Organic Farming and Its Importance

Organic farming is defined as the system of production that does not use pesticide  or synthetic fertilizers, livestock feed additives and growth regulator. To the paramount extent, flexible organic farming system relies upon crop residues, green manure, pest weeds, crop rotations, off- farm organic wastes, legumes, aspects of biological pest control insects, animal manures, and etc.

Methods of organic farming are used widely in developing countries, majorly because of economics and a fewer resources of chemicals. Yet they are emerging as widely approved concepts in the developed countries as a result of factory conditions.

Current Farming Process

The technology of Green revolution, especially in India, has led to multi-fold aggrandizing in the production of food grains, but, simultaneously it has asked for demands on farm power, water, and fertilizer. The intensive cropping effect has shown results through deteriorating of the tilth of the soil and decreasing content of organic matter. Apart from this, high levels of chemical usage results in deterioration of soil health and fertility. Also, the rising use of agro-chemical is constantly resulting in water pollution and deterioration in healthy atmospheric conditions. It has affected the production of crops and degraded human health as well.

Some Important Problems are:

  • Degradation of soil
  • Degradation of fertility of the soil
  • Environmental and water pollution
  • Problems with water management like:
    • Brackish ground water
    • Flooding and Run off
    • Salinization
    • Efficiency in low irrigation

Why is Organic Farming not Widely Adopted?

  • Affordable chemicals and less usage
  • Lack of immediate effects
  • Organic inputs are required in large quintiles
  • Difficulty in obtaining organic fertilizer
  • Organically grown produce has unorganized markets
  • No preference is yet established to consume organic foods
  • Economic loss to change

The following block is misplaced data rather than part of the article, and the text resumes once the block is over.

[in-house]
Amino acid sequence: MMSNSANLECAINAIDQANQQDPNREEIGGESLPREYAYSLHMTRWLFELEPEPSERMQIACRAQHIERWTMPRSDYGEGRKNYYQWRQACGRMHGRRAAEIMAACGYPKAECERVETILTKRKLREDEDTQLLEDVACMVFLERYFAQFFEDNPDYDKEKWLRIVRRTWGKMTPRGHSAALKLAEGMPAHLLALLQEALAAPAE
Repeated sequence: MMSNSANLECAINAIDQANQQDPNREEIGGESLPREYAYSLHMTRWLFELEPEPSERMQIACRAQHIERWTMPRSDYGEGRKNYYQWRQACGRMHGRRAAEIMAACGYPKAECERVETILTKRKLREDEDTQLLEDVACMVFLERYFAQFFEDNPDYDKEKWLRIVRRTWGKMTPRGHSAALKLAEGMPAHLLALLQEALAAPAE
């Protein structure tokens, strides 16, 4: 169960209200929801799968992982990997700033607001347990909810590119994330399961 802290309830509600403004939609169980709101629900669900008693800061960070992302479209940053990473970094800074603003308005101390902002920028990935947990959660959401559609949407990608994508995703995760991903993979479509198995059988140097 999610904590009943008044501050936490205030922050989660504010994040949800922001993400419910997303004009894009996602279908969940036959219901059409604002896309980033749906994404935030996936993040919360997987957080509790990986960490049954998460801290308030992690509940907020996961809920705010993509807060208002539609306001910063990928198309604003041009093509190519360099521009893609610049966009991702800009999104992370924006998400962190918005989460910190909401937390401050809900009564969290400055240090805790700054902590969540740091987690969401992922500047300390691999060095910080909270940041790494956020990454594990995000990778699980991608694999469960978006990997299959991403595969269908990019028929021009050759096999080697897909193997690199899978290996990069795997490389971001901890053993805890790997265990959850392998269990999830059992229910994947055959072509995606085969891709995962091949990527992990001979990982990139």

• There is no evidence in cost-benefit ratio
  • Government efforts to propagate
  • Scarcity in scientific research

Types of Organic Farming

Pure Organic Farming

This does not include the use of biological pest control methods and inorganic manures. The entire requirement of NPK is to be provided in the form of organic elements like either as farm or the town compost or even the green manure. Organic manure is required in large quantities. But, huge potential of organic resources continues to remain untapped across the country. Almost 250 millions tons varieties of yielding crop, 750 million tons of cow dung, hybrid and the mechanization of labor retention is needed. Still, much higher efficiency on the usage of all of these inputs is attained to minimize the damages on the environment, as well as human health.

Integrated Farming System (IFS)

It is the organic farming of low input. In this, the farmers need to depend on the crop residues, recycling agricultural wastes and local resources, as well as the ecological process.

The Trivedi Effect®

Energy Transmission is the core of development; conventional or contemporary. The ethics and principle associated with Human Wellness are lot more dependent on Energy Transmission than what we think of. The Trivedi Effect® is a concept developed by Mahendra Trivedi, its founder, believing in generating better results through the maximum utilization of available resources; living or non-living. The Trivedi Effect® has a remarkable contribution in the modern science pertaining to physical, sexual, mental, financial, social as well as spiritual betterment. It is possible to achieve greater levels of leverages and goals through emotions, mental peace, eternal happiness, meditation and much more.

1 thought on “Organic Farming and Its Importance

  1. Daniel Wacker

    This post is very well written. The discovery on organic farming was great & encourage us to see the other way of farming process and its importance.

    Reply

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